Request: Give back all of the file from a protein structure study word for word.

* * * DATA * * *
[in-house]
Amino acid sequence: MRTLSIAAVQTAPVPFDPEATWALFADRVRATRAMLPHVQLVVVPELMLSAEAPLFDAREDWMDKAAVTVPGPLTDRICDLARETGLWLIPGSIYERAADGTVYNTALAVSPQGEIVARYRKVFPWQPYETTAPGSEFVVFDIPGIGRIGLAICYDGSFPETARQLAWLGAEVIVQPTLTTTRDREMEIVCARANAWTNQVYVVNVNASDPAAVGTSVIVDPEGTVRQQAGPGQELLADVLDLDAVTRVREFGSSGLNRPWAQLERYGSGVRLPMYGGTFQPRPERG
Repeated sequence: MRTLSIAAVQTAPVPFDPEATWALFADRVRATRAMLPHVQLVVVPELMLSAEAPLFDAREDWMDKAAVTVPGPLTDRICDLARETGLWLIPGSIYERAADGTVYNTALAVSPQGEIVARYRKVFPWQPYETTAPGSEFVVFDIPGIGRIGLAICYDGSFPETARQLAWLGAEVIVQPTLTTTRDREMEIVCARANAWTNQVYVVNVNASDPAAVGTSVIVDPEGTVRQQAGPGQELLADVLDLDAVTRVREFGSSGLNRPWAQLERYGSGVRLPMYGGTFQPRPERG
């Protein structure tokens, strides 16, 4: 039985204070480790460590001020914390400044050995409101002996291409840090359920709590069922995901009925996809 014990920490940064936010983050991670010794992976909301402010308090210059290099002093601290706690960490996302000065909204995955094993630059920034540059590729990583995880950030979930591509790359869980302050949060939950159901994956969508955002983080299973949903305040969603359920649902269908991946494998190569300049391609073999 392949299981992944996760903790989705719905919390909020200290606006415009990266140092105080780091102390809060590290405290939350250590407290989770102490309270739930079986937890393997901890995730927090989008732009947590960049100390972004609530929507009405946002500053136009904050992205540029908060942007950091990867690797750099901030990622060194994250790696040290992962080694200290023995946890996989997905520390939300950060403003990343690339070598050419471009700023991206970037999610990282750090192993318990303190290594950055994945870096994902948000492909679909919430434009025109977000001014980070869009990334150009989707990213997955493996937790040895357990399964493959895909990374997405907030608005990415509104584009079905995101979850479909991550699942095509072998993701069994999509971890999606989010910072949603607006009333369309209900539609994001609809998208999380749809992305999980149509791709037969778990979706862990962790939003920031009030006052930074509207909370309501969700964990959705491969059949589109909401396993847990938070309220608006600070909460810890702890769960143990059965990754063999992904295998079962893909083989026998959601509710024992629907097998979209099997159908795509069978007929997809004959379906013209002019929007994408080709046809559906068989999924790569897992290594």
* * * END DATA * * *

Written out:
[in-house]
Amino acid sequence: MRTLSIAAVQTAPVPFDPEATWALFADRVRATRAMLPHVQLVVVPELMLSAEAPLFDAREDWMDKAAVTVPGPLTDRICDLARETGLWLIPGSIYERAADGTVYNTALAVSPQGEIVARYRKVFPWQPYETTAPGSEFVVFDIPGIGRIGLAICYDGSFPETARQLAWLGAEVIVQPTLTTTRDREMEIVCARANAWTNQVYVVNVNASDPAAVGTSVIVDPEGTVRQQAGPGQELLADVLDLDAVTRVREFGSSGLNRPWAQLERYGSGVRLPMYGGTFQPRPERG
Repeated sequence: MRTLSIAAVQTAPVPFDPEATWALFADRVRATRAMLPHVQLVVVPELMLSAEAPLFDAREDWMDKAAVTVPGPLTDRICDLARETGLWLIPGSIYERAADGTVYNTALAVSPQGEIVARYRKVFPWQPYETTAPGSEFVVFDIPGIGRIGLAICYDGSFPETARQLAWLGAEVIVQPTLTTTRDREMEIVCARANAWTNQVYVVNVNASDPAAVGTSVIVDPEGTVRQQAGPGQELLADVLDLDAVTRVREFGSSGLNRPWAQLERYGSGVRLPMYGGTFQPRPERG
């Protein structure tokens, strides 16, 4: 039985204070480790460590001020914390400044050995409101002996291409840090359920709590069922995901009925996809 014990920490940064936010983050991670010794992976909301402010308090210059290099002093601290706690960490996302000065909204995955094993630059920034540059590729990583995880950030979930591509790359869980302050949060939950159901994956969508955002983080299973949903305040969603359920649902269908991946494998190569300049391609073999 392949299981992944996760903790989705719905919390909020200290606006415009990266140092105080780091102390809060590290405290939350250590407290989770102490309270739930079986937890393997901890995730927090989008732009947590960049100390972004609530929507009405946002500053136009904050992205540029908060942007950091990867690797750099901030990622060194994250790696040290992962080694200290023995946890996989997905520390939300950060403003990343690339070598050419471009700023991206970037999610990282750090192993318990303190290594950055994945870096994902948000492909679909919430434009025109977000001014980070869009990334150009989707990213997955493996937790040895357990399964493959895909990374997405907030608005990415509104584009079905995101979850479909991550699942095509072998993701069994999509971890999606989010910072949603607006009333369309209900539609994001609809998208999380749809992305999980149509791709037969778990979706862990962790939003920031009030006052930074509207909370309501969700964990959705491969059949589109909401396993847990938070309220608006600070909460810890702890769960143990059965990754063999992904295998079962893909083989026998959601509710024992629907097998979209099997159908795509069978007929997809004959379906013209002019929007994408080709046809559906068989999924790569897992290594």